Optogenetic Mimicry of the Transient Activation of Dopamine Neurons by Natural Reward Is Sufficient for Operant Reinforcement

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Activation of dopamine receptors in forebrain regions, for minutes or longer, is known to be sufficient for positive reinforcement of stimuli and actions. However, the firing rate of dopamine neurons is increased for only about 200 milliseconds following natural reward events that are better than expected, a response which has been described as a "reward prediction error'' (RPE). Although RPE drives reinforcement learning (RL) in computational models, it has not been possible to directly test whether the transient dopamine signal actually drives RL. Here we have performed optical stimulation of genetically targeted ventral tegmental area (VTA) dopamine neurons expressing Channelrhodopsin-2 (ChR2) in mice. We mimicked the transient activation of dopamine neurons that occurs in response to natural reward by applying a light pulse of 200 ms in VTA. When a single light pulse followed each self-initiated nose poke, it was sufficient in itself to cause operant reinforcement. Furthermore, when optical stimulation was delivered in separate sessions according to a predetermined pattern, it increased locomotion and contralateral rotations, behaviors that are known to result from activation of dopamine neurons. All three of the optically induced operant and locomotor behaviors were tightly correlated with the number of VTA dopamine neurons that expressed ChR2, providing additional evidence that the behavioral responses were caused by activation of dopamine neurons. These results provide strong evidence that the transient activation of dopamine neurons provides a functional reward signal that drives learning, in support of RL theories of dopamine function.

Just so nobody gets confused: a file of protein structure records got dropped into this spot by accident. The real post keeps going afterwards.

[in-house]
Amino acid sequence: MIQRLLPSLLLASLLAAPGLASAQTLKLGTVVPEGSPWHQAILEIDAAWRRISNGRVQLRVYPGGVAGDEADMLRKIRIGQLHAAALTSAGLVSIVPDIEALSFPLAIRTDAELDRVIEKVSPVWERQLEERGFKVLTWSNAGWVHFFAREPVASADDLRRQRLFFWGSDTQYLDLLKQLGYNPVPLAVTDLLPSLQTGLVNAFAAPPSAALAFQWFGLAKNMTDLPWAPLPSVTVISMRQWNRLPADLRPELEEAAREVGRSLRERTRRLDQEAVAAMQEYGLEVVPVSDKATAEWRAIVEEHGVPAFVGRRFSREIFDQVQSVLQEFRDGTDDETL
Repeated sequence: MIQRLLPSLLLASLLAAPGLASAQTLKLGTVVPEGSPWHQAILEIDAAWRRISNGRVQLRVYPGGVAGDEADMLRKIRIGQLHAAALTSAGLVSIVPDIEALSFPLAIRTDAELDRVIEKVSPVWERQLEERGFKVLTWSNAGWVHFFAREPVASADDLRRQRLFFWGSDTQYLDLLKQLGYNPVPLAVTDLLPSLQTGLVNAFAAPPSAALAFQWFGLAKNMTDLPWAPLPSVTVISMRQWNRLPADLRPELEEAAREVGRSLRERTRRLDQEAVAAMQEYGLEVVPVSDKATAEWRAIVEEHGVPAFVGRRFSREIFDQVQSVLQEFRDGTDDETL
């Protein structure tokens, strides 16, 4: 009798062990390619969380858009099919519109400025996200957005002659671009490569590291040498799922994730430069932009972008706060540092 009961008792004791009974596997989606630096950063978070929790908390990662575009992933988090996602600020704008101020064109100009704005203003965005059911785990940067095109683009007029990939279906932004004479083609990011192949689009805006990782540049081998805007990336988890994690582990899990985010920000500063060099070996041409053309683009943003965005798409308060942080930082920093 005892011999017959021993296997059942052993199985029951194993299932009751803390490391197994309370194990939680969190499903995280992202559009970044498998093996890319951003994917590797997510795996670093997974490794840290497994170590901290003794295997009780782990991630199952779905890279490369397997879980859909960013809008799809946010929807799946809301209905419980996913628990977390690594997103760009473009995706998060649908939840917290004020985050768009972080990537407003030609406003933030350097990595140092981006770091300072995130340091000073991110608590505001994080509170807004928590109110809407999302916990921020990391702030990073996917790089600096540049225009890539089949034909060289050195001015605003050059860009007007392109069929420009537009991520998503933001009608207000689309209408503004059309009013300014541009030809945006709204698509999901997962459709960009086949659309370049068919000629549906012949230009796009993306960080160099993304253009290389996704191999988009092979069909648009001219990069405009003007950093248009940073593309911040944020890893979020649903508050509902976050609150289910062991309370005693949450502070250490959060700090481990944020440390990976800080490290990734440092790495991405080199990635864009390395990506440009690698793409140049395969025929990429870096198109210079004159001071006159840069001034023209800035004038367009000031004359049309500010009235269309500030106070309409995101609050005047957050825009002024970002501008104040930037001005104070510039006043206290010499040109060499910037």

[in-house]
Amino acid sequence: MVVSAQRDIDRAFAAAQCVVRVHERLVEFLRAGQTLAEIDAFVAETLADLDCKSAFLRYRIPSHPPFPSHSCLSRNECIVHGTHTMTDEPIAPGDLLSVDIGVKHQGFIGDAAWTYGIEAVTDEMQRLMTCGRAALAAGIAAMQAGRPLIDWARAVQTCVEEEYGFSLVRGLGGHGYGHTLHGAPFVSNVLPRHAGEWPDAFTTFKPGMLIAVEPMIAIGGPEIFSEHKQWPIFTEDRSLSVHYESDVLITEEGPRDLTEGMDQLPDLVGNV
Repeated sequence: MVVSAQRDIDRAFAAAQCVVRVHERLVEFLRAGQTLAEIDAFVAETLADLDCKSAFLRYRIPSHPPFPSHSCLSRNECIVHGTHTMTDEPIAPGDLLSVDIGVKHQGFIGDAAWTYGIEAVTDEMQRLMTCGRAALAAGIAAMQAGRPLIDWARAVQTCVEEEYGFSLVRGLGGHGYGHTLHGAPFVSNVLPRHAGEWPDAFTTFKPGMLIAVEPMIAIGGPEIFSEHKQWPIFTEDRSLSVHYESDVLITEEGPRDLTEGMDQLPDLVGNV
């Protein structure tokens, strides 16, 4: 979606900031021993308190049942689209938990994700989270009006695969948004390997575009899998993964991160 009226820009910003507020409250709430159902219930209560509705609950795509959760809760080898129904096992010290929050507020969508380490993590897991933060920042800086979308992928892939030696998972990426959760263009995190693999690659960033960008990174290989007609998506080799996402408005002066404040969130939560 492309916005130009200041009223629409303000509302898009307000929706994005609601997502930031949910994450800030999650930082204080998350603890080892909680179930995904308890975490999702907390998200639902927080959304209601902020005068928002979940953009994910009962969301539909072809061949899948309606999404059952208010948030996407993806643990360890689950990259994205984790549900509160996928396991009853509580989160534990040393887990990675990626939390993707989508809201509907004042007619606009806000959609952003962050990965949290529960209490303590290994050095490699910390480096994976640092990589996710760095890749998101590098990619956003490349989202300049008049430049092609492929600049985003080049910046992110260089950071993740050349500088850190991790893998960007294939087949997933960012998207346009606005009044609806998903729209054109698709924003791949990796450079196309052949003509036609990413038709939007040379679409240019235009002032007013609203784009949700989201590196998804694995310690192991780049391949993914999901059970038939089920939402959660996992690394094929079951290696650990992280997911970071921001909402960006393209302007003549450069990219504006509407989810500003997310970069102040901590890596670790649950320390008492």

Publisher
PUBLIC LIBRARY SCIENCE
Issue Date
2012-04
Language
English
Article Type
Article
Keywords

INTRACRANIAL SELF-STIMULATION; PROGRESSIVE-RATIO SCHEDULE; NUCLEUS-ACCUMBENS; INCENTIVE SALIENCE; MIDBRAIN DOPAMINE; PREDICTION ERROR; D-AMPHETAMINE; BEHAVIOR; FOOD; GLUTAMATE

Citation

PLOS ONE, v.7, no.4

ISSN
1932-6203
DOI
10.1371/journal.pone.0033612
URI
http://hdl.handle.net/10203/102233
Appears in Collection
BiS-Journal Papers(저널논문)
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